Three Part Landscapes With Watercolor Techniques

Dabbing (paper toweling) for the sky, and salt on the mountains.

Tape, students could tear and put it anywhere. Some cut it into strips and made fences like the one above (amazing creativity).

Wet-on-wet (the students above was in the process of adding more colors to the wet area under the mountains.

Last technique was wax resist using crayon. The students could pick whatever technique they wanted to finish the remaining sections after finishing the required sections.

I did a lesson teaching watercolor techniques to high school students when I was student teaching. The students enjoyed painting with different materials than just a brush, water, and paint. As an elementary teacher, I am not teaching high school aged students obviously. I do believe that no matter the age, watercolor techniques can be taught to any age. 
Over the summer, I saw a painting on Pintrest painted by a fellow art teacher and blogger ArtwithmrE ( The painting down below is the image I pinned and was inspired by for this lesson.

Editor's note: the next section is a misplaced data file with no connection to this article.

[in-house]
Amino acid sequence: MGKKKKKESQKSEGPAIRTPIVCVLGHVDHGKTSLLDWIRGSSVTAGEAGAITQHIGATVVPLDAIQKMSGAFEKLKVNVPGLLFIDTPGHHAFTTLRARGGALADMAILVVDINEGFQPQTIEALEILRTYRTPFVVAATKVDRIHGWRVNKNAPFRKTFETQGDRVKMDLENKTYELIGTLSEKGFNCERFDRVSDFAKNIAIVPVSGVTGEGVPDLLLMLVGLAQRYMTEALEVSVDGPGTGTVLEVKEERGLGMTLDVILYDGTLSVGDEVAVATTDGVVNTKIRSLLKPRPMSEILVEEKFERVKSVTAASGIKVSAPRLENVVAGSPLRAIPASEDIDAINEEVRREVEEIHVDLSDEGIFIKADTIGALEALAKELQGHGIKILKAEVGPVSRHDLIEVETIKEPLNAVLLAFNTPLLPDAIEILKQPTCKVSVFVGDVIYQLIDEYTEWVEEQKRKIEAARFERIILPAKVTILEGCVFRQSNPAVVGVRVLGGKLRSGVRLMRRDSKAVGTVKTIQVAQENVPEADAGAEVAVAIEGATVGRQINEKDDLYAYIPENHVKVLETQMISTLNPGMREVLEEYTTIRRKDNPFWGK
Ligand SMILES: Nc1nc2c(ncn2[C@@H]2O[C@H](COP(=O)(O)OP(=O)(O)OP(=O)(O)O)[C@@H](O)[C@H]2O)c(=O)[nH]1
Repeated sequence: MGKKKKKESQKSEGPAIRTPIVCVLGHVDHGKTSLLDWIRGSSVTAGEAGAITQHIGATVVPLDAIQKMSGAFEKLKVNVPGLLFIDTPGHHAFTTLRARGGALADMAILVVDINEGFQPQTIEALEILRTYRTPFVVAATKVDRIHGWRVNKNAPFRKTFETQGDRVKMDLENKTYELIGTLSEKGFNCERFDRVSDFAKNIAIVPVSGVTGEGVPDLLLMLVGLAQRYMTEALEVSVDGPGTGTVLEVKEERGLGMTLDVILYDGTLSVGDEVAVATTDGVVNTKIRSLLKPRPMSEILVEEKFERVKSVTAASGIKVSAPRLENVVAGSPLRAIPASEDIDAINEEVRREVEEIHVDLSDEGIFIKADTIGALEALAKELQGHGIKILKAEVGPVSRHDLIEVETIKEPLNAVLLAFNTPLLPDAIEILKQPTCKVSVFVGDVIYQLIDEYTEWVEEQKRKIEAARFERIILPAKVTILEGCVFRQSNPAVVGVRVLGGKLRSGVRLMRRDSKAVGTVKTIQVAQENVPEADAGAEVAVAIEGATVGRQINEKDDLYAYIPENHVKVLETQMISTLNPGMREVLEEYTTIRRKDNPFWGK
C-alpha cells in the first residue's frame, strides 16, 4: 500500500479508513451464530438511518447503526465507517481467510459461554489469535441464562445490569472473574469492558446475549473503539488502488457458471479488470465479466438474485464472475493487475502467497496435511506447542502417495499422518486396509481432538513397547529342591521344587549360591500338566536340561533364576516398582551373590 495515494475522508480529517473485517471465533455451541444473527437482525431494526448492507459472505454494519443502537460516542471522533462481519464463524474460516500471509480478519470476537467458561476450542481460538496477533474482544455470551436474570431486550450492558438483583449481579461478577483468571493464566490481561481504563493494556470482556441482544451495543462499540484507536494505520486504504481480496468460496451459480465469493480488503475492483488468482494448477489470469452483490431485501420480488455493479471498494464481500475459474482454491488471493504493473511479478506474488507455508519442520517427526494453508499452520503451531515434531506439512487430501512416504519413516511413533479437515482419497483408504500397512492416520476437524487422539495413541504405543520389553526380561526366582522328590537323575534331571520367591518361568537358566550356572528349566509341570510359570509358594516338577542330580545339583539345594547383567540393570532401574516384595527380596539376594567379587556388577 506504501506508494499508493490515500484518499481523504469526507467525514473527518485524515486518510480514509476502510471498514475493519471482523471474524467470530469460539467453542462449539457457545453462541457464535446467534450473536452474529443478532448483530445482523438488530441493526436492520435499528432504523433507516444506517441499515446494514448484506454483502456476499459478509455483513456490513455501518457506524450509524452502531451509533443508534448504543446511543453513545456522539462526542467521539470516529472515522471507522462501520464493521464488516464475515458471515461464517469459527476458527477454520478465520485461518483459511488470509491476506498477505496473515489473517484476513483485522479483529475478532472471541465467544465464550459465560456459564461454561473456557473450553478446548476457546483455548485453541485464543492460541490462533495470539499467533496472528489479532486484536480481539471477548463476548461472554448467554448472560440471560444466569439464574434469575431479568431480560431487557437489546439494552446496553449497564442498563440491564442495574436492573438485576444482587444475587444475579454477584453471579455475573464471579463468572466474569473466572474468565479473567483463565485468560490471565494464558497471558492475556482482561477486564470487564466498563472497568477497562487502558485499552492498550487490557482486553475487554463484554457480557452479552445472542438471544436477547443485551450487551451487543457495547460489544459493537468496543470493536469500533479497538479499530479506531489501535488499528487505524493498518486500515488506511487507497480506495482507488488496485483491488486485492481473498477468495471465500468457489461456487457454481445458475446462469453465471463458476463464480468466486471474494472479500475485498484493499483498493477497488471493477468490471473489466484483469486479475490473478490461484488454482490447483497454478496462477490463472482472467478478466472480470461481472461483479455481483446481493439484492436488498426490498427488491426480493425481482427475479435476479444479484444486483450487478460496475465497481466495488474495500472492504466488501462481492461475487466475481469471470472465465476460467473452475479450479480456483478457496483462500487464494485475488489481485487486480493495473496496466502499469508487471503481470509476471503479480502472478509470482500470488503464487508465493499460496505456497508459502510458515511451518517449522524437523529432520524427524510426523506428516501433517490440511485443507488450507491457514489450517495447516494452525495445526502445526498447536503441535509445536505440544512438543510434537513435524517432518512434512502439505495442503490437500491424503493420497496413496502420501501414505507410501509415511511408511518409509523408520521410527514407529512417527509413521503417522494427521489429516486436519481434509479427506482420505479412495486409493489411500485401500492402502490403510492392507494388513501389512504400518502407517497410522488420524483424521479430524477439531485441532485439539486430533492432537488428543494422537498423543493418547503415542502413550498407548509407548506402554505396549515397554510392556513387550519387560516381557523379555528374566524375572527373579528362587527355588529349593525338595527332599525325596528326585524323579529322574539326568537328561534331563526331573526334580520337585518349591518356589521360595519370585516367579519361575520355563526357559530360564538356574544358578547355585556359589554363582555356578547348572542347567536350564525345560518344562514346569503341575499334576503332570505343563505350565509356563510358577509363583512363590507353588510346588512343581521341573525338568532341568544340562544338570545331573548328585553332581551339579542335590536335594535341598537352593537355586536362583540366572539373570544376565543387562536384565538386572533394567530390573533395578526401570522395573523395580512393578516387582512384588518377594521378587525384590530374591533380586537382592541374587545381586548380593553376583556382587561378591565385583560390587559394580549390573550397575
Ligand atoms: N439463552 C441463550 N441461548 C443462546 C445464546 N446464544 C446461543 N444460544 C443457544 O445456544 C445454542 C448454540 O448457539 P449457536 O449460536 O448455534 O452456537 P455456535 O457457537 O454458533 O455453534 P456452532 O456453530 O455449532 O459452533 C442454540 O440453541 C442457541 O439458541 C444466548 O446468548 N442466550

To start the project, we started by talking about a three part landscape with a foreground, middle ground, and background. As a class, we drew our own three part landscape. When we got to the background I allowed the students to pick what type of climate they wished to be in. Some drew large sand dunes for a dessert scene, others drew large pointy and jagged icebergs for an arctic climate, and the rest drew large mountains in the background. Who wouldn't want large mountains in the background of a landscape if you were a student who lived in the great plains. The students added shrubs or trees that went with their climate.
The next class, we started with the watercolor techniques. The sky was an example of dabbing or removing paint when wet with paper towel or cloth. The background region was done using the SALT technique (sea salt worked much better than table salt). The large salt crystals were a big hit with the students. After the salt, I taught the students wet-on-wet and tape-off. I showed them how artist use tape to keep paint off of areas that the artist want to keep white (example birch trees). The students love the wet-on-wet and how the colors spread across the wet paper. Lots of students did the wet-on-wet technique under the background / mountains because of the two hills, which allowed them to do the hills different colors. The last technique was wax resist with crayons. The students experimented with words, symbols, and patterns. Every students final product is different and unique from one another's ... love it!


  1. Have you seen my personal art work? It kind of is like this style.


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